A call for musicians to join the band “Abuse Nation”



I am looking for musicians who would like to be part of a band called Abuse Nation. These musicians would preferably be abuse victims themselves but people sympathetic to abuse victims would be more than welcome. The songs would be about abuse. That could be a song about verbal or emotional abuse or about sexual abuse or human trafficking. While I write songs myself, I am hoping that the other members of the group will contribute songs, creating a variety of music.

Due to the that fact that it’s unlikely that all of the people interested  in a group like this will live in the same area, I expect this will be a virtual group. If engineering and mixdown is needed a kick-starter will be created to fund that.

The long term goal of this band is to be the symbol for a brand, also called Abuse Nation.  I have found that the majority of the non-abused population are unwilling to discuss abuse, blocking any substantial progress in strengthening laws and helping end abuse. I have settled on the idea of using music due to my feeling that people will listen to music about a controversial subject before they will take time to read a book or watch a movie or television show and they will do this without a lot of conscious thought. Perhaps it’s the fact that music seems to speak to listeners at a deeper level and passes the internal censors without trouble.  I am hoping to put this music on YouTube initially and eventually, have it played on the radio under the “Abuse Nation” brand. In the long run I expect that Abuse Nation will become a musical brand that is accepted by radio and internet listeners. What people become used to, they tend to accept.

The first contribution to this collection of music comes from me and can be found at:


I can be reached at abusenation@gmail.com

Neil Newtonabusenation


The Groove.

Neil Newton: Author of “The Railroad” on Amazon

What’s a groove? The word has been around since the jazz days. It went mainstream back in the sixties in the word “groovy”. While hearing that word after 1975 is a bit of joke, the concept of the groove has stayed with us for almost seventy years.

I learned about the Groove from my teachers, many of whom were getting old when I was born. What business does a white boy from the east end of New York City have talking about the Groove? Outside of music, probably not that much. I am not naïve enough to claim any bragging rights about understanding what it’s like to be African American in this day and age because I’m a musician. But what I did learn from the likes of Duke Ellington, Charlie Parker, John Coltrane and, my absolute favorite, Wes Montgomery, was a complicated, endlessly fascinating musical language. They also taught me about the “Groove”.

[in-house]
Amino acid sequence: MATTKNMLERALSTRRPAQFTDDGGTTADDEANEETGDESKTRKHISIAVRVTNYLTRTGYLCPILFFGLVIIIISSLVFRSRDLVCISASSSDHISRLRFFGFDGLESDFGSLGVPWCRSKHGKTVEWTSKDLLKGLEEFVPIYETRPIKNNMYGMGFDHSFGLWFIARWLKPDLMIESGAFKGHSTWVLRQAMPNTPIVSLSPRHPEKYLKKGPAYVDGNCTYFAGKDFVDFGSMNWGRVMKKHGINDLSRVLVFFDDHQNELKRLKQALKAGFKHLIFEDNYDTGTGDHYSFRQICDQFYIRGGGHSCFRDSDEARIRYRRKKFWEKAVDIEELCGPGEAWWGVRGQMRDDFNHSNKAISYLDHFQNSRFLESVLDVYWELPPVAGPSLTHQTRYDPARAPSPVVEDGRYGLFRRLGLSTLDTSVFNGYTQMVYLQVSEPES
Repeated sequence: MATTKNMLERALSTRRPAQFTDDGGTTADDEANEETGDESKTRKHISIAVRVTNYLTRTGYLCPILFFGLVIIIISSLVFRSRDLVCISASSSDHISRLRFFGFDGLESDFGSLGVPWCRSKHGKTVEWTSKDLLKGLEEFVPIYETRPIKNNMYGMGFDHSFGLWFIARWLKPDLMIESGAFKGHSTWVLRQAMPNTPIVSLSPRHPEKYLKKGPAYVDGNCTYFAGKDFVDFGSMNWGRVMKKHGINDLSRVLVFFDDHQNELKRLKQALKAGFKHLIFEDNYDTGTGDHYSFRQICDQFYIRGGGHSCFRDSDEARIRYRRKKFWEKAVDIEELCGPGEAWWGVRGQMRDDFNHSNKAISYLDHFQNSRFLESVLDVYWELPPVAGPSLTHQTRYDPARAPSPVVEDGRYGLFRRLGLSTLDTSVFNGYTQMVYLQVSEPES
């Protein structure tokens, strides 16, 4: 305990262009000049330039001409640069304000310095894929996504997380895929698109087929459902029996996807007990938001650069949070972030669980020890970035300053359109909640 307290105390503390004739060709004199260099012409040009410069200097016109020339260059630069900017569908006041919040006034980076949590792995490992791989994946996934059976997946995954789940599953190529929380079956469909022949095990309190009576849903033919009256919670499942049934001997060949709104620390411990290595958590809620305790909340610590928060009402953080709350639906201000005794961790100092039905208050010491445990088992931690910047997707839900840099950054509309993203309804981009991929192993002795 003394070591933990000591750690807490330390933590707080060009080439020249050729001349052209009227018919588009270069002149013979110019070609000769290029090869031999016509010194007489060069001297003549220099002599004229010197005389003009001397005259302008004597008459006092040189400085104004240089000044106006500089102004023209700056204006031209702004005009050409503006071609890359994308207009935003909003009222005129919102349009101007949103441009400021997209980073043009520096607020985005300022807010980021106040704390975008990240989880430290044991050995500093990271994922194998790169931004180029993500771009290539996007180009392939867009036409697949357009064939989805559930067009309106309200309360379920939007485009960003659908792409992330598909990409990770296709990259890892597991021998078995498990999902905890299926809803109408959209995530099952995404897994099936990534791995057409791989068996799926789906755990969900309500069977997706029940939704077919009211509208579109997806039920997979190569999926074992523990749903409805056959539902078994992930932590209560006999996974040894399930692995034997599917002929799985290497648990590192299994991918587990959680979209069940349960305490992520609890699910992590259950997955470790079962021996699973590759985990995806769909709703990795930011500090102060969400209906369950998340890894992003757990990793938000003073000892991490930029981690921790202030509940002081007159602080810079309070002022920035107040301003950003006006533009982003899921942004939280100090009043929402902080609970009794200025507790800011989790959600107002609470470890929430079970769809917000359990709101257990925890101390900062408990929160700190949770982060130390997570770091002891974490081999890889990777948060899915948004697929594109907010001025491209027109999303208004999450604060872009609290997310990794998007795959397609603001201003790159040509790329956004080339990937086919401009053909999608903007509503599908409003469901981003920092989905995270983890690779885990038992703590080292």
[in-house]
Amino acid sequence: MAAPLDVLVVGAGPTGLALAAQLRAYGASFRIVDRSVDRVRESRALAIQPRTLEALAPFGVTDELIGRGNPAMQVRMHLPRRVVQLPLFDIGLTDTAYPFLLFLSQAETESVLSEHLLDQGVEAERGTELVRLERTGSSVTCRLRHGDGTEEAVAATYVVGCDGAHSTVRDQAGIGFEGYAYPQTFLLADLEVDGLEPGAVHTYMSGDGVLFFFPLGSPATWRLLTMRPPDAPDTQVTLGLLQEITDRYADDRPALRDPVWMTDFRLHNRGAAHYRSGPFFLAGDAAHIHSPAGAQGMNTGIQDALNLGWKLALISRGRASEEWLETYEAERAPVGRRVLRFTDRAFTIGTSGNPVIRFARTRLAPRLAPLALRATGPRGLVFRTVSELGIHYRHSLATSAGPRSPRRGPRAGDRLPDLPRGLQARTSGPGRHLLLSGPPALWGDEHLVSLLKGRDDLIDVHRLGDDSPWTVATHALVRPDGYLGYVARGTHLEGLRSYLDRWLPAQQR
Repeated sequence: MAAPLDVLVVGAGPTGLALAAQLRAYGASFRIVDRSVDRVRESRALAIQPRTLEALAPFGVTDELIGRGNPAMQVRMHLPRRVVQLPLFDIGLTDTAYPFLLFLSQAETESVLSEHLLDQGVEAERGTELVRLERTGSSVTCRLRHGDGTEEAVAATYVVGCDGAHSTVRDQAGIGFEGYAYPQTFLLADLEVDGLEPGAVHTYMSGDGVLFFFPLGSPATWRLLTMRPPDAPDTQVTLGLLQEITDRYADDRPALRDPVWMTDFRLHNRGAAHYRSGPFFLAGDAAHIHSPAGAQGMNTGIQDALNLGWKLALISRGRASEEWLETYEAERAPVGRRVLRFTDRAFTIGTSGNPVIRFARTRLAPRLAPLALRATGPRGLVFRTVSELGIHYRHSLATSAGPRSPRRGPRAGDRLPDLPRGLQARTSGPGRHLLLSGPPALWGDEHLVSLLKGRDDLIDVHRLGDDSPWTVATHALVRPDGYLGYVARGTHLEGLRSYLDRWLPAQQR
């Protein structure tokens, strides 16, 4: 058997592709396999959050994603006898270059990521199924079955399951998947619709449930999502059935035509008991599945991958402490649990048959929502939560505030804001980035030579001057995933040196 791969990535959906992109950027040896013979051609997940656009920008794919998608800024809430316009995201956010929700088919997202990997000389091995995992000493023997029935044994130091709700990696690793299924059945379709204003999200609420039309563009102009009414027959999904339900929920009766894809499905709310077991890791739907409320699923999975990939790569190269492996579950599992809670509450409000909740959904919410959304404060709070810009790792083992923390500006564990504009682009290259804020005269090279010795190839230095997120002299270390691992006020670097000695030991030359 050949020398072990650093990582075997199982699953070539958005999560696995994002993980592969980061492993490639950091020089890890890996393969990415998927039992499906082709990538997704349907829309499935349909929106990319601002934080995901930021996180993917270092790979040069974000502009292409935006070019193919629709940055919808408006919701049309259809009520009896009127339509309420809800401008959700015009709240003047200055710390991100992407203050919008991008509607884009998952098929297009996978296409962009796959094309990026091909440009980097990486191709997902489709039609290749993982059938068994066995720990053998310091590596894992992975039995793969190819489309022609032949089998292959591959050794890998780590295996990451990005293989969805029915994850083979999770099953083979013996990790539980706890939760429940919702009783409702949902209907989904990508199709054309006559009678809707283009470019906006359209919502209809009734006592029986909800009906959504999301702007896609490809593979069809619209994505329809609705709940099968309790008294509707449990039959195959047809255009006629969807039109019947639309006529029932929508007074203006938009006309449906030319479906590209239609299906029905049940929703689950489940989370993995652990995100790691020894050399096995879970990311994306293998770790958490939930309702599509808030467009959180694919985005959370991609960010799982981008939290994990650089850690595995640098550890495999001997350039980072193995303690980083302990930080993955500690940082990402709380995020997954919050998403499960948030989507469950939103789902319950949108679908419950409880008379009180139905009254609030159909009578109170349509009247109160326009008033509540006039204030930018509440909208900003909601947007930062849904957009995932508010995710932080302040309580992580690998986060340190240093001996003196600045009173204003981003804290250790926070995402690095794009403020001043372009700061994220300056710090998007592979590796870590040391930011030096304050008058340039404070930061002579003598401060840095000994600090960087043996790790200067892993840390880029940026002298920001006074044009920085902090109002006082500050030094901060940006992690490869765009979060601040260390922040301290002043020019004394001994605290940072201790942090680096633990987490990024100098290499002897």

The term has gone underground, at least in white America. I hear it in movie titles like “How Stella Got Her Groove Back”. For musicians the Groove is the Holy Grail. It’s a place you go, especially when you’re playing with other musicians, where everything fits, the music drives itself and saying that all of the players are together is an understatement. It’s almost as though one person or a conglomerate mind is playing.

Returning to “Stella”, stories like her’s demonstrate how the “Groove” is a goal for life in general, perhaps its most important manifestation. So many of us stay safe and keep things quiet, myself included; a simple life is a life more easily lived. So what does the Groove require? Not surprisingly, the forefathers of the groove, musicians who invented jazz, blues and by extension, rock and roll, are one of the best example of the path to the groove. These men and women were pioneers who bet their future on presenting a growing, rapidly changing form of music. It was risky both financially and to some extent physically. These were men and women who showcasing their considerable talent in a world that was not friendly to black men and woman. There have been countless stories of violence against jazz musicians.


What is striking is that their passion to build something intelligent and complex held their fears at bay. The same passion also allowed them to ignore an uncertain financial future, especially when they were starting out.  Years later these men and women are legends because they found their groove but most of them paid a high price to do it.

As we hear, life is short. I don’t think that most of us believe that until it becomes obvious that it’s true, when you become older. Following the path to your groove takes courage but, in the end, isn’t it the only thing that does honor to the life that God gives you. I doubt that people who are not music enthusiasts see the full meaning of the “Groove” through discussions of the pioneers of jazz. But I’m sure that you can look toward actors, activists, social workers, businessmen, all people who have focused on one thing and ignored all the fears and obstacles to get where they were called to go.

These sentiments have been echoed in the work and philosophy of people like Joseph Campbell who coined the phrase “follow you bliss” and presented the concept of the “hero’s journey” which eventually became the basis of the Star Wars franchise; Campbell and George Lucas were longtime friends. The hero’s journey, stated simply, is a journey that involves leaving your comfort zone to go through devastating changes and challenges. The end game for this journey is to return from the warzone of drastic change to bring something valuable to the hero’s life and the lives of those around the hero.

Regardless of what you call it, The Groove represents the journey of letting go, not staying safe, and being ready to take whatever comes. The path is hard but the rewards are incalculable.